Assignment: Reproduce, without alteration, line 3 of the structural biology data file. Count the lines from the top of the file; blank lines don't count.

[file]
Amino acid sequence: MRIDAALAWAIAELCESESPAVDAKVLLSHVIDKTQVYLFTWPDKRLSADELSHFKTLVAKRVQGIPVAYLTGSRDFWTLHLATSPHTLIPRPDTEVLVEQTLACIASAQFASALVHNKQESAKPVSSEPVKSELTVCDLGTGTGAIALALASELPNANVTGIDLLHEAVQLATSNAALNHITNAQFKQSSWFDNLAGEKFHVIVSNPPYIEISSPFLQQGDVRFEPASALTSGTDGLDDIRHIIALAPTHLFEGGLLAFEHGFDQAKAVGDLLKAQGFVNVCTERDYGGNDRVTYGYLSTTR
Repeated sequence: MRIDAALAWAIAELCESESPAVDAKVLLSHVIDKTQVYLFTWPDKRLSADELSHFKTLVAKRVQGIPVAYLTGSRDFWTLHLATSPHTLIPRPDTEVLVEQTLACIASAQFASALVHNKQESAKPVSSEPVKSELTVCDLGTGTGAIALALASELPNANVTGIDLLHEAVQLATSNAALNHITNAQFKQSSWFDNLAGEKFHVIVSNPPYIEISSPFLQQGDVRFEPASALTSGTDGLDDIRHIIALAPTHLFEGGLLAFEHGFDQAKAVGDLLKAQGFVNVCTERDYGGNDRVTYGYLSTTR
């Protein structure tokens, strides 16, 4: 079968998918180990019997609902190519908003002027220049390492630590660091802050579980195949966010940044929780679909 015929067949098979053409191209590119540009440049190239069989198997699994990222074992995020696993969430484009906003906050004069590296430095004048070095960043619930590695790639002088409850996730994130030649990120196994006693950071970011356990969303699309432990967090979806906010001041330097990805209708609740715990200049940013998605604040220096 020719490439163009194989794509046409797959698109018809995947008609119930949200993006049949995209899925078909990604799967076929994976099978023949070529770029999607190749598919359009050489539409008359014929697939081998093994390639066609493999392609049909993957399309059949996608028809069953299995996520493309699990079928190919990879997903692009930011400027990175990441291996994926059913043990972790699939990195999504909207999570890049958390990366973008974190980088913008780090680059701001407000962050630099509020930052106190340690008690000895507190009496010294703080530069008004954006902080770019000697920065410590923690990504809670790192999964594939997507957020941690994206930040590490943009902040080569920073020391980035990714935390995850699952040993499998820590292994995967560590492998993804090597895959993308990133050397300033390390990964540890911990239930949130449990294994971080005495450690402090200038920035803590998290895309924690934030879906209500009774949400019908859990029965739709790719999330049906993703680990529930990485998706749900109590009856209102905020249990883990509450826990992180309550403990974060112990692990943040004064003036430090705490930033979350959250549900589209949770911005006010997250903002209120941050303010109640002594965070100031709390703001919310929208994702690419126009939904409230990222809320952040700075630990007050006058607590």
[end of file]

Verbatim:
């Protein structure tokens, strides 16, 4: 079968998918180990019997609902190519908003002027220049390492630590660091802050579980195949966010940044929780679909 015929067949098979053409191209590119540009440049190239069989198997699994990222074992995020696993969430484009906003906050004069590296430095004048070095960043619930590695790639002088409850996730994130030649990120196994006693950071970011356990969303699309432990967090979806906010001041330097990805209708609740715990200049940013998605604040220096 020719490439163009194989794509046409797959698109018809995947008609119930949200993006049949995209899925078909990604799967076929994976099978023949070529770029999607190749598919359009050489539409008359014929697939081998093994390639066609493999392609049909993957399309059949996608028809069953299995996520493309699990079928190919990879997903692009930011400027990175990441291996994926059913043990972790699939990195999504909207999570890049958390990366973008974190980088913008780090680059701001407000962050630099509020930052106190340690008690000895507190009496010294703080530069008004954006902080770019000697920065410590923690990504809670790192999964594939997507957020941690994206930040590490943009902040080569920073020391980035990714935390995850699952040993499998820590292994995967560590492998993804090597895959993308990133050397300033390390990964540890911990239930949130449990294994971080005495450690402090200038920035803590998290895309924690934030879906209500009774949400019908859990029965739709790719999330049906993703680990529930990485998706749900109590009856209102905020249990883990509450826990992180309550403990974060112990692990943040004064003036430090705490930033979350959250549900589209949770911005006010997250903002209120941050303010109640002594965070100031709390703001919310929208994702690419126009939904409230990222809320952040700075630990007050006058607590």